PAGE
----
Being on Jacob’s campus brings all world news a little closer to home. At the swimming pool the other day, I ask my friend again- after the earthquake in Nepal, is your entire family alright? Is your home intact? Are the Nepali students at Jacobs all fine? He says,
I never believed in nationalism much, but after the earthquake I just wished I could be there. It means something to me- my nation.
As for the current situation, most of the Nepali capital Kathmandu is intact, except for the older parts of the city. The same cannot be said for the villages. Still, in light of the aftershocks, families have moved from the mountains to the plains: far from unstable buildings, farther from the epicenter of the earthquake.
This news is doubly powerful coming directly from our Nepali friends and classmates on the Jacobs campus. Despite the heightened pressure to meet thesis deadlines for an imminent graduation, my friend reports that work stopped for the Nepali community, for about three tense days following the initial earthquake. He recounted:
“I finally called my cousin after the earthquake. He is fine, and spending the night outdoors. It is loud on the phone and I ask ‘What is all the noise?’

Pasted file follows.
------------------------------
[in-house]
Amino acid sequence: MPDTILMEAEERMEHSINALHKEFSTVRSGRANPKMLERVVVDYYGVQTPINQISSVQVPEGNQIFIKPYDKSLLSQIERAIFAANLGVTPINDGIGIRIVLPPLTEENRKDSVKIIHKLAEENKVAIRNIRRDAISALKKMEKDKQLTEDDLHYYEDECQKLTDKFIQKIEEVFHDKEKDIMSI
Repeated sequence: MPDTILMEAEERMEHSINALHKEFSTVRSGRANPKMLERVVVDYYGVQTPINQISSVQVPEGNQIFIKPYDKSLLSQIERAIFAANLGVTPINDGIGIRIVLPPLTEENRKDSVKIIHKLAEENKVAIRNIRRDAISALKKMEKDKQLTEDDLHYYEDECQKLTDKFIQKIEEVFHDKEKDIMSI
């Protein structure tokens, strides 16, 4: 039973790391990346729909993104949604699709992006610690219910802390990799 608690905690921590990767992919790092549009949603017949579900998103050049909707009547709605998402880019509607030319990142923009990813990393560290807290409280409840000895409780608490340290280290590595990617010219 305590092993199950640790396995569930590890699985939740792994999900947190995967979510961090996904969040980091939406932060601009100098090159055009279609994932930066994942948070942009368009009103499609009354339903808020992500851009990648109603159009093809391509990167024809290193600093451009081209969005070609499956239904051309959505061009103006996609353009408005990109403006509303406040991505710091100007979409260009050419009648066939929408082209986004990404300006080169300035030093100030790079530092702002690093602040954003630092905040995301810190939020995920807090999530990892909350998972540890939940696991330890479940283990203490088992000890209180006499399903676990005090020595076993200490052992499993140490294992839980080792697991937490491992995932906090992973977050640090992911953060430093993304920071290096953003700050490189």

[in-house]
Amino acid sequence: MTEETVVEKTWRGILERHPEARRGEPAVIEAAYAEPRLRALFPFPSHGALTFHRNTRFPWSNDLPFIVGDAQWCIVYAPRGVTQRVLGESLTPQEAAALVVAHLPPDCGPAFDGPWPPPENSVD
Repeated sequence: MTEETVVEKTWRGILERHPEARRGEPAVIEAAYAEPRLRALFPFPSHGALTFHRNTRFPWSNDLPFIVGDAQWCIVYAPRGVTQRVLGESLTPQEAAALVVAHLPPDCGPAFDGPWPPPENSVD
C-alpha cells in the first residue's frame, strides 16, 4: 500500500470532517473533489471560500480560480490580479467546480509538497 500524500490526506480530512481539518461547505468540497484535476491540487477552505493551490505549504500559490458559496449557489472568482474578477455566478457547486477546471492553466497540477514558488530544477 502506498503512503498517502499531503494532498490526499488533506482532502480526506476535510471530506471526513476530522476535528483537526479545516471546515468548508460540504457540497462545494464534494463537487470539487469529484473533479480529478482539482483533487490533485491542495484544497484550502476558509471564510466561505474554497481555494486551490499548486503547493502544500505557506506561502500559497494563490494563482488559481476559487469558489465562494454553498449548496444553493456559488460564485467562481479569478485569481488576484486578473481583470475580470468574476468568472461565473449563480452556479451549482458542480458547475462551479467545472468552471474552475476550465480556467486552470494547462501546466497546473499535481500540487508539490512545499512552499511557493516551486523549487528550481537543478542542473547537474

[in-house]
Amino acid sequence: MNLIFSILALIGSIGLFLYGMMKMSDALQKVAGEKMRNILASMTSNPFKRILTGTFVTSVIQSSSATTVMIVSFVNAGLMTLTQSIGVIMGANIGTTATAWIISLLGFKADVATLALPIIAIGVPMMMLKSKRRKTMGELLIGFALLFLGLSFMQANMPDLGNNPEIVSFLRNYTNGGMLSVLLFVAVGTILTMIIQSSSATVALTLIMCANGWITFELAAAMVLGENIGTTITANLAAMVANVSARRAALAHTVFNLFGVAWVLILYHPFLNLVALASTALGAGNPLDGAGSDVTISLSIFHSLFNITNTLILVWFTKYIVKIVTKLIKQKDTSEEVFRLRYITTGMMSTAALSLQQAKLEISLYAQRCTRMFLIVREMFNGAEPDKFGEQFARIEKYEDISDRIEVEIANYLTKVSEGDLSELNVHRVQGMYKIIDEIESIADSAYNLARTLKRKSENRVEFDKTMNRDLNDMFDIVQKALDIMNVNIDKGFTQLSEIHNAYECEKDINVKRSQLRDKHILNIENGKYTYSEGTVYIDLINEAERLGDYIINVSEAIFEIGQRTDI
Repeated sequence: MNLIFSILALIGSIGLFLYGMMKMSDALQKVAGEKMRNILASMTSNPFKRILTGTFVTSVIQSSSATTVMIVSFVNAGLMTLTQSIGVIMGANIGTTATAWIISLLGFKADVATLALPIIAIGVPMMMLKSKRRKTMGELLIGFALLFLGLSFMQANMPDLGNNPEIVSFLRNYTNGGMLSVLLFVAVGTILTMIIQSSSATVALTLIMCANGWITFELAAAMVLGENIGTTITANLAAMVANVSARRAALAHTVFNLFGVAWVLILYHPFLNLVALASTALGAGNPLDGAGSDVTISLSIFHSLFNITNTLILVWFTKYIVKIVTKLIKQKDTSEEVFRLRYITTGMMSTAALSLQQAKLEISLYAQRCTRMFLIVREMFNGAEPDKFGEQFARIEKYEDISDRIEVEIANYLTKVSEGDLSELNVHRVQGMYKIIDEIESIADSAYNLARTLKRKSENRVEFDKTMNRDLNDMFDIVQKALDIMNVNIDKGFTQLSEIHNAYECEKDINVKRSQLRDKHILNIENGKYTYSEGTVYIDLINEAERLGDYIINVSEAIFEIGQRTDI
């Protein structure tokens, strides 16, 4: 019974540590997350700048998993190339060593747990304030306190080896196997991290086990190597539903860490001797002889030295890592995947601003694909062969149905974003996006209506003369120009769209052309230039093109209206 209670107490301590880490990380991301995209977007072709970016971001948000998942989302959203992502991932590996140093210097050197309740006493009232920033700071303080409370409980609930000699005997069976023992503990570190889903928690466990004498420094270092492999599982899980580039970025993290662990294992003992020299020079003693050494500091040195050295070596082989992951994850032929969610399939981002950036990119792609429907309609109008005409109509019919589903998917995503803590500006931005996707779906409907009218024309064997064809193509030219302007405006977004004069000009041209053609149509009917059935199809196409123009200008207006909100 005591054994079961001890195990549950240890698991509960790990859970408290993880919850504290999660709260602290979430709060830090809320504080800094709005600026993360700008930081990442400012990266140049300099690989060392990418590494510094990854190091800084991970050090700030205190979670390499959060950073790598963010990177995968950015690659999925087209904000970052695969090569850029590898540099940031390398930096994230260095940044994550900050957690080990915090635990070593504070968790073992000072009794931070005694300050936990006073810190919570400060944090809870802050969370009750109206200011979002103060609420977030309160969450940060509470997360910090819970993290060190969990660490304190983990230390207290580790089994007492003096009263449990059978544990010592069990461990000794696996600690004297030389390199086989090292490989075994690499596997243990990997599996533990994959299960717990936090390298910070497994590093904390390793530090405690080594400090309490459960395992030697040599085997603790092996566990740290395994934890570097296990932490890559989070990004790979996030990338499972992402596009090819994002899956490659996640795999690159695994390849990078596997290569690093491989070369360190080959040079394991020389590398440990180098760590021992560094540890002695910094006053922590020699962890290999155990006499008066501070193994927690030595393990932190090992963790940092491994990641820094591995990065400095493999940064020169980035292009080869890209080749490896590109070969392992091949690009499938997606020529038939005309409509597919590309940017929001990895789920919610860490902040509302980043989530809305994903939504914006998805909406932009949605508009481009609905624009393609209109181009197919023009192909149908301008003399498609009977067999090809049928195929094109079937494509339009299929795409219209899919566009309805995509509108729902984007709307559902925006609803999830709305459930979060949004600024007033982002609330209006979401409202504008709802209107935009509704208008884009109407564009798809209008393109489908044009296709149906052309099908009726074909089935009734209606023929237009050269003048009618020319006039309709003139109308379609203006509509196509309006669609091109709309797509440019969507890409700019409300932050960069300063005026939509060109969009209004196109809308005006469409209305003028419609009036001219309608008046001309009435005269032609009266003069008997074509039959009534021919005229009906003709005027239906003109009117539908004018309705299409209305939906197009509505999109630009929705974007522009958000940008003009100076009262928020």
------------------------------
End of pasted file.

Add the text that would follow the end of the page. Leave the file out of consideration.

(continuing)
He said ‘That’s our aunts, they are singing and having a drink!’
‘What?’ I say, ‘We are here worried and you are over there celebrating?!’
My cousin replied, ‘We are alive, and this is the time to celebrate it.”
Although this seemed bizarre to the fretting students on campus, it makes sense for a displaced family in recovery. To overcome that painful distance from the crisis, the Nepali community has gotten into swift action through the Jacobs Nepal Earthquake Victim Relief Campaign. They brought to aid efforts right to our home doorstep.
So now, with henna on my own hands, I have a constant reminder that human life is a collective effort; I am impressed all over again by the magic of globalization to bring us together. And I am especially grateful to all the students on campus who made it possible to easily add to relief efforts.
Also want to help? A friend who has grown up in Nepal has done the research and recommends the following to ways to to donate reliably and directly to relief. Check them out for yourself, and join the world.
International Nepal Fellowship: http://www.inf.org/news/nepal-earthquake-60hrs
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